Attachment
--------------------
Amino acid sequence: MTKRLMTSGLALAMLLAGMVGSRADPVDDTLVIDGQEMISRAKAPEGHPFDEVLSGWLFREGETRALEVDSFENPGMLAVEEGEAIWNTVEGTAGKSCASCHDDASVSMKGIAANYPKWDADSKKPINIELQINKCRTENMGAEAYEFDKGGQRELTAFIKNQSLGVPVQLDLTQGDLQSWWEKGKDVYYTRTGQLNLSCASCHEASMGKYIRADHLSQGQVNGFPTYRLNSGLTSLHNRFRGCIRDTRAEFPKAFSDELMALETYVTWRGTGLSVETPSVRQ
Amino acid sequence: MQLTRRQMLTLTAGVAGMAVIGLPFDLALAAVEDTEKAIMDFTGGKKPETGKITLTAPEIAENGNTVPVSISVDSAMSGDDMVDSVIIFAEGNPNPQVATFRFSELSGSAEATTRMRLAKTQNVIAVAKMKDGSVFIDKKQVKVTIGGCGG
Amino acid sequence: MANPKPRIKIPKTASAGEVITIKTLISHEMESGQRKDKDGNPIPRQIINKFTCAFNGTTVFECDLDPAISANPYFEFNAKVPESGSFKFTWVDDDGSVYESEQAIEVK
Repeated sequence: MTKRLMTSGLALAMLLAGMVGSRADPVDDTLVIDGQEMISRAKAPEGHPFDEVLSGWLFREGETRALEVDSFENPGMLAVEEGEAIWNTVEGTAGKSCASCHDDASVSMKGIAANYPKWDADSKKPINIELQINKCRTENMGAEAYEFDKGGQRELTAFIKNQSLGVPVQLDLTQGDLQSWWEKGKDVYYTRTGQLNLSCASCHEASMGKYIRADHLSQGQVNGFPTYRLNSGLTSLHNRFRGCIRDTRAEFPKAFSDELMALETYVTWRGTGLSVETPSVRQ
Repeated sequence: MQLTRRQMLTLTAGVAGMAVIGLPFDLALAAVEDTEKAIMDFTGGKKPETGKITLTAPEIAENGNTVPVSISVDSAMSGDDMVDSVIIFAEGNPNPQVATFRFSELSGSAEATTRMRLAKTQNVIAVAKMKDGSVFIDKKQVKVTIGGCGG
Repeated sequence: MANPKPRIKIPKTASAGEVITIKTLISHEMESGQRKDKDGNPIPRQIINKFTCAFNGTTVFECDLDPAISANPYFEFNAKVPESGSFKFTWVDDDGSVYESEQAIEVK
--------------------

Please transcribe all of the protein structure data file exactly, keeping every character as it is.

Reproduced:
Amino acid sequence: MTKRLMTSGLALAMLLAGMVGSRADPVDDTLVIDGQEMISRAKAPEGHPFDEVLSGWLFREGETRALEVDSFENPGMLAVEEGEAIWNTVEGTAGKSCASCHDDASVSMKGIAANYPKWDADSKKPINIELQINKCRTENMGAEAYEFDKGGQRELTAFIKNQSLGVPVQLDLTQGDLQSWWEKGKDVYYTRTGQLNLSCASCHEASMGKYIRADHLSQGQVNGFPTYRLNSGLTSLHNRFRGCIRDTRAEFPKAFSDELMALETYVTWRGTGLSVETPSVRQ
Amino acid sequence: MQLTRRQMLTLTAGVAGMAVIGLPFDLALAAVEDTEKAIMDFTGGKKPETGKITLTAPEIAENGNTVPVSISVDSAMSGDDMVDSVIIFAEGNPNPQVATFRFSELSGSAEATTRMRLAKTQNVIAVAKMKDGSVFIDKKQVKVTIGGCGG
Amino acid sequence: MANPKPRIKIPKTASAGEVITIKTLISHEMESGQRKDKDGNPIPRQIINKFTCAFNGTTVFECDLDPAISANPYFEFNAKVPESGSFKFTWVDDDGSVYESEQAIEVK
Repeated sequence: MTKRLMTSGLALAMLLAGMVGSRADPVDDTLVIDGQEMISRAKAPEGHPFDEVLSGWLFREGETRALEVDSFENPGMLAVEEGEAIWNTVEGTAGKSCASCHDDASVSMKGIAANYPKWDADSKKPINIELQINKCRTENMGAEAYEFDKGGQRELTAFIKNQSLGVPVQLDLTQGDLQSWWEKGKDVYYTRTGQLNLSCASCHEASMGKYIRADHLSQGQVNGFPTYRLNSGLTSLHNRFRGCIRDTRAEFPKAFSDELMALETYVTWRGTGLSVETPSVRQ
Repeated sequence: MQLTRRQMLTLTAGVAGMAVIGLPFDLALAAVEDTEKAIMDFTGGKKPETGKITLTAPEIAENGNTVPVSISVDSAMSGDDMVDSVIIFAEGNPNPQVATFRFSELSGSAEATTRMRLAKTQNVIAVAKMKDGSVFIDKKQVKVTIGGCGG
Repeated sequence: MANPKPRIKIPKTASAGEVITIKTLISHEMESGQRKDKDGNPIPRQIINKFTCAFNGTTVFECDLDPAISANPYFEFNAKVPESGSFKFTWVDDDGSVYESEQAIEVK